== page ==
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Brutus and Caesar loved one another. They were very much alike in their true love one for the other. According to Antony, Brutus was Caesar's angel. In fact, in Act 3, Scene 2, that is why Antony states that Brutus' stabbing hurt Caesar most of all:
For Brutus, as you know, was Caesar's angel. Judge, O you gods, how dearly Caesar loved him! This was the most unkindest cut of all; For when the noble Caesar saw him stab, Ingratitude, more strong than traitors' arms,(195) Quite vanquish'd him. Then burst his mighty heart,
Brutus and Caesar are alike in that Caesar agreed that he should fall if Brutus were involved in the conspiracy. Caesar trusts Brutus so much until he agreed he should fall if Brutus were involved in the stabbing.
Caesar's last words prove that he trusted Brutus. In Act 3, Scene 1, when he saw that Brutus was a part of the conspiracy, Caesar said, "Et tu Brute? Then fall Caesar." In these last words, Caesar is saying that perhaps he had become too ambitious as Brutus indicates by being a part of the conspiracy. Caesar's last words indicate that he does not desire to be too ambitious. Caesar indicates that he agrees with Brutus' decision to stab him to death. In his last words, Caesar is saying that he is in agreement with Brutus. This shows that Caesar was once a good man. This is the man that Brutus had come to love. The Caesar that is not overly ambitious is the Caesar that Brutus once loved.CAESAR:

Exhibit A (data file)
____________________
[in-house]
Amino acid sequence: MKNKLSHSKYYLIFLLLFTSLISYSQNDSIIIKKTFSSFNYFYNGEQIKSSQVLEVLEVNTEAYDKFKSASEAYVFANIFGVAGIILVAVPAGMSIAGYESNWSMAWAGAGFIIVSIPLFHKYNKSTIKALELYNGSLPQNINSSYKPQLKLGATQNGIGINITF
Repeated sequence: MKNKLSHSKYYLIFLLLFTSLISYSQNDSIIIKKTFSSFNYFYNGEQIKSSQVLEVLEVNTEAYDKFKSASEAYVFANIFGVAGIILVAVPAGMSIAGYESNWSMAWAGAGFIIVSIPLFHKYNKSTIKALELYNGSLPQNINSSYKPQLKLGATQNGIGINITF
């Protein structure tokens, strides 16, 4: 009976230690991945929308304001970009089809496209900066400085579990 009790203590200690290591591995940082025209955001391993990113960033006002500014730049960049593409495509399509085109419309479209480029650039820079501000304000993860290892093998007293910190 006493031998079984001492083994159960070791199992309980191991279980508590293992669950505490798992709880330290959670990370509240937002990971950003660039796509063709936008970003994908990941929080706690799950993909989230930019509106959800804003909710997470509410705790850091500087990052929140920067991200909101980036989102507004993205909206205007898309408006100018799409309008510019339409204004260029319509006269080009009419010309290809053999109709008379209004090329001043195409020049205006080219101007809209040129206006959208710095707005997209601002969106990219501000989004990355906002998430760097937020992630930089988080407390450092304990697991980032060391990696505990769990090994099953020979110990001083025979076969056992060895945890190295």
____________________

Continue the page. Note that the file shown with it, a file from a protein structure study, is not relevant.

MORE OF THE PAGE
Et tu, Brute? Then fall, Caesar!(85)
In this aspect, Caesar and Brutus are alike. they both desire justice. Caesar admits that he should fall if Brutus thinks he is overly ambitious. The two see eye-to-eye even in the death of Caesar. Again, when Caesar states,"Et tu Brute? Then fall Caesar." Caesar is saying, "You too Brute or Even You Brute? Then I should fall dead."
In death, Caesar and Brutus are on the same page. Caesar does not struggle against Brutus in death. He trusts Brutus even in death. No doubt, Caesar had become too ambitious. This could happen to anyone who has been given much authority.
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